Democratic candidate for Public Utilities Commission Jeff Barth has made clear that he thinks carbon dioxide pipelines are bad for South Dakota. Far from disqualifying him from hearings on the Iowa-Republican-driven Summit Carbon Solutions pipeline as the Iowa-Republican-driven SDGOP argues, Barth’s opposition to the CO2 pipeline shows he’s looking past the biased political pitch of its backers to review the real science and economics that say such pipelines aren’t worth stealing farmers’ land and endangering their livelihood and lives.
Scientist Silvia Secchi provides a great rebuttal of Summit Carbon Solutions’ claims about the merits of its five-state carbon transportation project in the Des Moines Register.
First, Dr. Secchi notes that the state has a greater interest in reviewing the merits of this project than its already great interest in reviewing oil pipelines like Keystone and Dakota Access because Summit Carbon Solutions and other CO2 traders base their entire business model on government subsidies:
The CO2 ethanol pipelines are different from oil pipelines like Keystone because they critically depend on subsidies from the federal government and California, so the public should have access to credible, science-based information on whether there are more effective ways to spend public money to reduce greenhouse gas emissions, and the environmental costs of all alternatives should be thoroughly assessed [Silvia Secchi, “Don’t Be Fooled by Exaggerated ‘Benefits’ of Carbon Pipelines,” Des Moines Register, 2022.07.09].
Secchi dismantles an Ernst & Young study commissioned by Summit Carbon Solutions to tout the economic benefits of the CO2 pipeline. Keystone and Dakota Access didn’t make South Dakota and the other states they cross rich; Secchi says Summit Carbon Solutions’ project will produce similarly elusive and transitory economic effects:
The real economic benefits of the pipelines will be much lower than estimated by Ernst & Young because none of the pipe, valves, pumps, and so on, are manufactured in the pipeline states. And the highly skilled welders who would be employed during construction are likely to come from Louisiana, Oklahoma and other places where pipeline industries are clustered, not the Midwest. Swenson, who just retired from Iowa State and is an expert on these issues, confirmed that, for example, with the Dakota Access pipeline, only 16 Iowa-based welders were certified to work on the pipeline.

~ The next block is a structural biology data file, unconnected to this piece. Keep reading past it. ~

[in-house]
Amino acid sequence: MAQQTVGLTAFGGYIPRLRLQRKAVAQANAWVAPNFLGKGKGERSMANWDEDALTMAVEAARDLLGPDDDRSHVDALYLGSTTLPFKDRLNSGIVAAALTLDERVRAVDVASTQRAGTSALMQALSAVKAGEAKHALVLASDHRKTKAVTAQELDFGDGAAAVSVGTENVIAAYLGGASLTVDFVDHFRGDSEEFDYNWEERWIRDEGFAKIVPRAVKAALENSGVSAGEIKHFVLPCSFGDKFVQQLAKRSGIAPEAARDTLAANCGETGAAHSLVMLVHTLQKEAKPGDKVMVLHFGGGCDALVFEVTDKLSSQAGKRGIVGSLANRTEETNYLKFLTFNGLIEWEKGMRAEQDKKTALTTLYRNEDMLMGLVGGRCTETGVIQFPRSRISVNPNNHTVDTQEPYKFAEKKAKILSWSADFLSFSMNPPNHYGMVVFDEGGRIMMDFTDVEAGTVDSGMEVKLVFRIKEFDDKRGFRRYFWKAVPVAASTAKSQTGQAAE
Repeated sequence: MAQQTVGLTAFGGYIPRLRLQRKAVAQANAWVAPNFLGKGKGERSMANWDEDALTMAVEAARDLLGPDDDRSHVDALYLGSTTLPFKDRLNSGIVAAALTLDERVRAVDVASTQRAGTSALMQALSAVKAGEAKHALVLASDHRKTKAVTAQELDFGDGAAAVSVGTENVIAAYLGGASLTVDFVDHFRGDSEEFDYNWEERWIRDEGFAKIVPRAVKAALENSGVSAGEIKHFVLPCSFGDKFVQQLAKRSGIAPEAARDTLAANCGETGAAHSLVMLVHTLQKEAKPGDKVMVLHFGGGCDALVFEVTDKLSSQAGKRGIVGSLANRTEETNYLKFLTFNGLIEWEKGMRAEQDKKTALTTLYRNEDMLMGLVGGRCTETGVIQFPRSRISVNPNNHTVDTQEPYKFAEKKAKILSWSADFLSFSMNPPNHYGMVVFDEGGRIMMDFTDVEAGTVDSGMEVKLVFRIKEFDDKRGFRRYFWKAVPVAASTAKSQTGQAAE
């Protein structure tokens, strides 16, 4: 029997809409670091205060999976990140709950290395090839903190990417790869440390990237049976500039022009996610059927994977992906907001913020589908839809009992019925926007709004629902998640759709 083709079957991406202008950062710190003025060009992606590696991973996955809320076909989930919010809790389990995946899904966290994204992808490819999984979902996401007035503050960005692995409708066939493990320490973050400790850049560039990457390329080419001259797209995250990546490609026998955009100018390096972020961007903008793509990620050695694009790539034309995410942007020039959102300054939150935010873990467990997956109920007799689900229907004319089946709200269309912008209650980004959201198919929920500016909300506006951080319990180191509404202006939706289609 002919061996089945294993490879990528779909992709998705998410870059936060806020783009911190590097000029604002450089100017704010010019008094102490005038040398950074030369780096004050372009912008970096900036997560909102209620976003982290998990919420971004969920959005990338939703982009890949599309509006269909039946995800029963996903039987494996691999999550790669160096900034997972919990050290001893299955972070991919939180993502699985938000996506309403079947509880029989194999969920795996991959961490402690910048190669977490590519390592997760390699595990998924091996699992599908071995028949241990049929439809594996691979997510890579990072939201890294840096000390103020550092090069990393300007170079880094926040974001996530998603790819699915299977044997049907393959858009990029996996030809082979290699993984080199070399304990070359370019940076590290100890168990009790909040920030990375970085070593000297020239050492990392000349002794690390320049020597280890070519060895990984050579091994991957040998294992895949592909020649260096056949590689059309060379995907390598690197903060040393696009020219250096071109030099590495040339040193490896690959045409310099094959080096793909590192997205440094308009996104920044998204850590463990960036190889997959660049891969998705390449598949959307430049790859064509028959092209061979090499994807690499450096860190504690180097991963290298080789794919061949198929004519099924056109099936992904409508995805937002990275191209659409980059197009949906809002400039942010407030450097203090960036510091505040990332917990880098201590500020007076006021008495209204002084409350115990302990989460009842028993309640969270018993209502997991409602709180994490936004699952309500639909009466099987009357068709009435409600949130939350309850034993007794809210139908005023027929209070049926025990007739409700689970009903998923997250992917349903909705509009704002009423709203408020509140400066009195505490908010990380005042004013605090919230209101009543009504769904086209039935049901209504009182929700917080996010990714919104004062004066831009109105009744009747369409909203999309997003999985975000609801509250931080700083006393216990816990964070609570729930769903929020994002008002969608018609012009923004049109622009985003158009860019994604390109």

The transitory nature of the employment benefits in particular is masked by the use of “worker years” over the life of the project instead of assessing the employment effect every year. That approach would show how little long-term effects the projects have on employment in our region. Ernst & Young also overestimates the effects of the pipeline on the economy by using a national model instead of one that considers only the region of construction and operation, and by using that model to estimate tax impacts. The use of the national model inflates the indirect and induced economic activity effects [Secchi, 2022.07.09].
These meager and fleeting economic benefits don’t justify the perpetual violation of property rights along the pipeline route, the ongoing disruption to crops and pastures and other private activity as Summit maintains and repairs its pipeline in the right-of-way it seizes by eminent domain, and the everyday health risk the pipeline will pose to communities along its route.
Jeff Barth has good reason to bring those facts to the Public Utilities Commission and weigh those real costs to South Dakotans against the benefits the Iowa pipeliners are exaggerating to push their bid to take our land for their government-subsidized profit.